Mission Statement:Nuns Against Gun Violence is a coalition of Catholic Sisters and their allies that affirms the value of human life through prayer, education, and advocacy for common sense, evidence-based, gun violence prevention.
Nuns Against Gun Violence was founded in April 2023 to bring together congregations of Catholic sisters to speak with a united voice against the crisis of gun violence. Along with over 60 other communities, Mercy has been involved in building this collaborative which meets bi-weekly to share resources and events and plan advocacy efforts.
“The Sisters of Mercy of the Americas are outraged and saddened by the loss of nine lives and injuries to seven more in Allen, Texas. We offer our deepest sympathies and prayers for the families and victims of the mass shooting and to the community whose lives have been shaken by this horrible act. And we urgently and relentlessly add our voices to those saying it has been too long and our gun laws must change.” – May 9, 2023 following the mass shooting in Allen, Texas.
Read all of the Sisters of Mercy recent statements calling for action to end gun violence:
Each year, Mercy students are invited to enter our Social Justice Video Contest and put their creative ideas and skills to work by sharing stories of the Sisters of Mercy’s Critical Concerns. One of the topics for the 2023 contest was gun violence. Here are some of the top entries.
“Are you with us?” was one of two entries to share first prize. The video chronicles what it might be like to be caught in a school shooting and to deal with the aftermath.
2023’s Honorable Mentions
In these videos that also received recognition, students continue to explore the theme of gun violence as it is present in their communities in the United States.
Ava Kolp, Katelyn McGuire, Jamie O’Donnell “Together We Can End Gun Violence” Gwynedd Mercy Academy High School, Gwynedd Valley, Pennsylvania
Ana Sophia Butkus “Life Is Not A Game” Mercy High School, Middletown, Connecticut
Shannon Talley, Maggie Baker, Alivia Chieffo “Stop the Violence“ Gwynedd Mercy Academy High School, Gwynedd Valley, Pennsylvania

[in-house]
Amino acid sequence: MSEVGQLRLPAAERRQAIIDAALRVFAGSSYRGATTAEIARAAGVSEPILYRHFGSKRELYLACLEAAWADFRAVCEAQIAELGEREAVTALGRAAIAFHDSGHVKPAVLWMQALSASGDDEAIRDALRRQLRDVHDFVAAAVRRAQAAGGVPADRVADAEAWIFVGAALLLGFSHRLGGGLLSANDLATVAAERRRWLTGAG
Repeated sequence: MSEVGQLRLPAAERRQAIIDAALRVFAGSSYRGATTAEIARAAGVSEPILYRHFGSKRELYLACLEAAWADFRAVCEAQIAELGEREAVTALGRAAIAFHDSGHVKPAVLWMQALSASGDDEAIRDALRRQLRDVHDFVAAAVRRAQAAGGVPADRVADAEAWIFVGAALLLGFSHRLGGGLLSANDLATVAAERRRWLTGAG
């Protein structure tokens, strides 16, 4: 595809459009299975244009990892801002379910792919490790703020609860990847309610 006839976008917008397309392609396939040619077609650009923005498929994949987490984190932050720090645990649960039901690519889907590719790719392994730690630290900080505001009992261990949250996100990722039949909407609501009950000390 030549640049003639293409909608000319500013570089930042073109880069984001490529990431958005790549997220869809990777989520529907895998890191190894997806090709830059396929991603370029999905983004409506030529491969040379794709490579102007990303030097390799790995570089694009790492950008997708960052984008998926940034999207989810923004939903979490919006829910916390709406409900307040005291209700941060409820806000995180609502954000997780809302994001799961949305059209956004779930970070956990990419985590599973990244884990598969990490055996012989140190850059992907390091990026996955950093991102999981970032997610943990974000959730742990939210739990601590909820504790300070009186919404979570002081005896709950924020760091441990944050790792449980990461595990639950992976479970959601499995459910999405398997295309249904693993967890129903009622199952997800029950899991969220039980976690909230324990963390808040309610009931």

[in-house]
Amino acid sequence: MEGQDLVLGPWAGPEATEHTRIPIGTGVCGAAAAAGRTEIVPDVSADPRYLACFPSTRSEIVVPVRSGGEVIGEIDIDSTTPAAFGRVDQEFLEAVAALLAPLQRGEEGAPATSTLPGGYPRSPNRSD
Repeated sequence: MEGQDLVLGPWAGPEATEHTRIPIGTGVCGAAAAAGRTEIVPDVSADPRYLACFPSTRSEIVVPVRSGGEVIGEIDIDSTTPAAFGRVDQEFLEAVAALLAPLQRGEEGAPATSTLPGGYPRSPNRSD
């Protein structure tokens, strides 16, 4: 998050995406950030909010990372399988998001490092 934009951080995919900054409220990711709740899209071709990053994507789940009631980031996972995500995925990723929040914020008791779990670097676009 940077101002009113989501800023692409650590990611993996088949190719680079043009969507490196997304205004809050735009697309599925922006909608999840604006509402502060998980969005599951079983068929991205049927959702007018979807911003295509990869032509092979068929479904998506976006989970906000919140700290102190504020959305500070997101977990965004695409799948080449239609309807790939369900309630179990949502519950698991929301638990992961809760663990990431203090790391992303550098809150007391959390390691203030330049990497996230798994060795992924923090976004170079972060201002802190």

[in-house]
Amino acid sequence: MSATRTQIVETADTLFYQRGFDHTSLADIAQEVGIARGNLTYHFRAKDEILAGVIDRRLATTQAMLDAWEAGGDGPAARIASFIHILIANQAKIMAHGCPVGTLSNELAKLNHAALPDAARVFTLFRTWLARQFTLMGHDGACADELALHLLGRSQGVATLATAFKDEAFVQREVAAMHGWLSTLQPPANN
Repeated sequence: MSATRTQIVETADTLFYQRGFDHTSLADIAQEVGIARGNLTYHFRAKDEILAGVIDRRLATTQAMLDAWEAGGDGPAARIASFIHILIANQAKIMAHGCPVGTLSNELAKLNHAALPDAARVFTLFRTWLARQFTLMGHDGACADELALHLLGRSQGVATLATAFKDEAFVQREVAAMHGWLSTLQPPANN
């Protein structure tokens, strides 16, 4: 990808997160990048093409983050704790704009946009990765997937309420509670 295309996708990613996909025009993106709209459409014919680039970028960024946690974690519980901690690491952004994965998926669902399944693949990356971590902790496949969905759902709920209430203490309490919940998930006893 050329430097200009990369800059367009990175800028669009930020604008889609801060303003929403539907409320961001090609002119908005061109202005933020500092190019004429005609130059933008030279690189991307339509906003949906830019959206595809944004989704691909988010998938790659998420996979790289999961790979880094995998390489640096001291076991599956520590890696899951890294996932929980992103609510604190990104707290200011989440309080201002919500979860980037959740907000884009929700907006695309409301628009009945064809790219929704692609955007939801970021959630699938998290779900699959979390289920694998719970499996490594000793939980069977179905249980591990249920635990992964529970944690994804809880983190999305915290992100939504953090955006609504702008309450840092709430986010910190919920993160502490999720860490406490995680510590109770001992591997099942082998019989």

Gracie Gavin, Maxine Schaffner “Welcome to the Gun Zone” Mercy High School Burlingame California
“Delivering for people on economic issues is an important goal in itself, but it is not an antivenom for the snakebite of authoritarianism.”
From “The Death of ‘Deliverism’”
They note that progressive economic policymaking must:
take identity, emotion, and story seriously. Policies that deliver economic benefits but do not speak to a social identity are likely to have little political impact.
offer ideas about issues they have tended to neglect such as violence, addiction, mental health problems, social isolation, loneliness, and a sense of social disintegration.
articulate not just a string of worthy policies, but a vision of a good life grounded in ideas about how we should live, who we should care about, and what makes for a meaningful life.
reinvigorate organizing and recruitment of new people into worker and community organizations. People are often mobilized on issues but are rarely invited to be part of a democratic community built on relationships that forge collective power.
Deepak Bhargava is a senior fellow at the Roosevelt Institute and a Distinguished Lecturer at the CUNY School of Labor and Urban Studies. Shahrzad Shams is the program manager for the Race and Democracy program at the Roosevelt Institute. Harry Hanbury is a documentary filmmaker and journalist.